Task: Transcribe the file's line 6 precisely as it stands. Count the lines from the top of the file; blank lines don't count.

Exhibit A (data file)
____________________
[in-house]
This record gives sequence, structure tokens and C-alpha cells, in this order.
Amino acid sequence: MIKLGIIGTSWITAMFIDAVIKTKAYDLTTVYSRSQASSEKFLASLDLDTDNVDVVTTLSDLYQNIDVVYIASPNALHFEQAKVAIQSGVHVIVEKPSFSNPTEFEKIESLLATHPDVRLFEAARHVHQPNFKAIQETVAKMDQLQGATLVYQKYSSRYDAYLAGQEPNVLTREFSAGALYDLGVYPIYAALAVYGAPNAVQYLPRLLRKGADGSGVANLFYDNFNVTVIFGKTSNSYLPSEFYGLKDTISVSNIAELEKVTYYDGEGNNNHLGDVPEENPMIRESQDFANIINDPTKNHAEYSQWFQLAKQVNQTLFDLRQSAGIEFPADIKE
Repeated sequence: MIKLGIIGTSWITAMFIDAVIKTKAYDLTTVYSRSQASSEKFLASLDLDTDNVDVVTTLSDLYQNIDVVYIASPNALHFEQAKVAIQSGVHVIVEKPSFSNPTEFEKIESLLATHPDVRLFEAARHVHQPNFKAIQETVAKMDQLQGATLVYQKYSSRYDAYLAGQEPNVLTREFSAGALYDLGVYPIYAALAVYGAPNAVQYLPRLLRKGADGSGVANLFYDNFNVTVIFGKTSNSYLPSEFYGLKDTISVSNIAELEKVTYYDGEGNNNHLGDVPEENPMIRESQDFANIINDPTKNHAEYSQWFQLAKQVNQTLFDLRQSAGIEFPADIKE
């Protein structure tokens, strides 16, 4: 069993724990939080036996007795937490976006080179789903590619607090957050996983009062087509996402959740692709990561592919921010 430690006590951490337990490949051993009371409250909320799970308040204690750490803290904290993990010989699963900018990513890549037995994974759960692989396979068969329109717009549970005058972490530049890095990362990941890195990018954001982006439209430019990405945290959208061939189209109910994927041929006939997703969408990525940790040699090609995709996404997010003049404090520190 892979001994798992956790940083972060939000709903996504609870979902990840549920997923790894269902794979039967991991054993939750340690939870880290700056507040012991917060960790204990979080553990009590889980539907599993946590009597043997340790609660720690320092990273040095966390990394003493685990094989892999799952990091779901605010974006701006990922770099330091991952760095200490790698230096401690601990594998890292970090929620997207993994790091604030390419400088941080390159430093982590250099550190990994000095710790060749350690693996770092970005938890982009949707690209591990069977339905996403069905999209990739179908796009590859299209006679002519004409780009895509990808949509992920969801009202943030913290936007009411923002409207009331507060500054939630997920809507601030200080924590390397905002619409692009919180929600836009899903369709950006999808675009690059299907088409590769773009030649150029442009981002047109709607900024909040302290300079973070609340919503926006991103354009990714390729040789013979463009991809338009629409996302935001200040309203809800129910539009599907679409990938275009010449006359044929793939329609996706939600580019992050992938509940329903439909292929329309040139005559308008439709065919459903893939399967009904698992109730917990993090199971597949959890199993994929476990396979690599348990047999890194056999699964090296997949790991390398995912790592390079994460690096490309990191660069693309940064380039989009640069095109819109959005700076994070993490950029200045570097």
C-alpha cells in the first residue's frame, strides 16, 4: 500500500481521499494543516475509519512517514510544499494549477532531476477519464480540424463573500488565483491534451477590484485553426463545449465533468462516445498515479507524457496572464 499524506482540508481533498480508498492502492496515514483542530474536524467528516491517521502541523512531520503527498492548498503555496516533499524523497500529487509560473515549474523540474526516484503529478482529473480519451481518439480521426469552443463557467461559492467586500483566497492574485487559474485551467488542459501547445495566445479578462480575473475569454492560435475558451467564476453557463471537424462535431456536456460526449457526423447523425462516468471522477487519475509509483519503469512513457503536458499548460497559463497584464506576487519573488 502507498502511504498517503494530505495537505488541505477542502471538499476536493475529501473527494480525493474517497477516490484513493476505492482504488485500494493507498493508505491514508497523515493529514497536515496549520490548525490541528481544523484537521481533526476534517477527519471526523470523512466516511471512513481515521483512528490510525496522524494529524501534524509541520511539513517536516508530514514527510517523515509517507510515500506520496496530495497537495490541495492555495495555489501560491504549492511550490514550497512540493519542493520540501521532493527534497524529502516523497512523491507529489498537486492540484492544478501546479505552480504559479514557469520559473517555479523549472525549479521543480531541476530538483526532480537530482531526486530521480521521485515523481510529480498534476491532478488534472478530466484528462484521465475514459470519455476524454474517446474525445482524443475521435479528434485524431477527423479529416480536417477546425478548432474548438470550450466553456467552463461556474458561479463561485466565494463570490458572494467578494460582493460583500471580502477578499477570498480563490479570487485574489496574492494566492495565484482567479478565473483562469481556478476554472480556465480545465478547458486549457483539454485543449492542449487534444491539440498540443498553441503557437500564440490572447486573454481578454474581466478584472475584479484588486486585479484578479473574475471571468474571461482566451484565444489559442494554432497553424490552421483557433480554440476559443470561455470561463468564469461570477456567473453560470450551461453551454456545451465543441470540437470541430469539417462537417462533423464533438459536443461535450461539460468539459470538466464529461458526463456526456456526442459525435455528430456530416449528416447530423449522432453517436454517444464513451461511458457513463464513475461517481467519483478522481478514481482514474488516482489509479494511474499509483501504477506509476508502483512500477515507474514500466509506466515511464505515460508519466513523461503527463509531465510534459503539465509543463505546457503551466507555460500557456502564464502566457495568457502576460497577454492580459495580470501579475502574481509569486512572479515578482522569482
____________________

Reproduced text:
C-alpha cells in the first residue's frame, strides 16, 4: 500500500481521499494543516475509519512517514510544499494549477532531476477519464480540424463573500488565483491534451477590484485553426463545449465533468462516445498515479507524457496572464 499524506482540508481533498480508498492502492496515514483542530474536524467528516491517521502541523512531520503527498492548498503555496516533499524523497500529487509560473515549474523540474526516484503529478482529473480519451481518439480521426469552443463557467461559492467586500483566497492574485487559474485551467488542459501547445495566445479578462480575473475569454492560435475558451467564476453557463471537424462535431456536456460526449457526423447523425462516468471522477487519475509509483519503469512513457503536458499548460497559463497584464506576487519573488 502507498502511504498517503494530505495537505488541505477542502471538499476536493475529501473527494480525493474517497477516490484513493476505492482504488485500494493507498493508505491514508497523515493529514497536515496549520490548525490541528481544523484537521481533526476534517477527519471526523470523512466516511471512513481515521483512528490510525496522524494529524501534524509541520511539513517536516508530514514527510517523515509517507510515500506520496496530495497537495490541495492555495495555489501560491504549492511550490514550497512540493519542493520540501521532493527534497524529502516523497512523491507529489498537486492540484492544478501546479505552480504559479514557469520559473517555479523549472525549479521543480531541476530538483526532480537530482531526486530521480521521485515523481510529480498534476491532478488534472478530466484528462484521465475514459470519455476524454474517446474525445482524443475521435479528434485524431477527423479529416480536417477546425478548432474548438470550450466553456467552463461556474458561479463561485466565494463570490458572494467578494460582493460583500471580502477578499477570498480563490479570487485574489496574492494566492495565484482567479478565473483562469481556478476554472480556465480545465478547458486549457483539454485543449492542449487534444491539440498540443498553441503557437500564440490572447486573454481578454474581466478584472475584479484588486486585479484578479473574475471571468474571461482566451484565444489559442494554432497553424490552421483557433480554440476559443470561455470561463468564469461570477456567473453560470450551461453551454456545451465543441470540437470541430469539417462537417462533423464533438459536443461535450461539460468539459470538466464529461458526463456526456456526442459525435455528430456530416449528416447530423449522432453517436454517444464513451461511458457513463464513475461517481467519483478522481478514481482514474488516482489509479494511474499509483501504477506509476508502483512500477515507474514500466509506466515511464505515460508519466513523461503527463509531465510534459503539465509543463505546457503551466507555460500557456502564464502566457495568457502576460497577454492580459495580470501579475502574481509569486512572479515578482522569482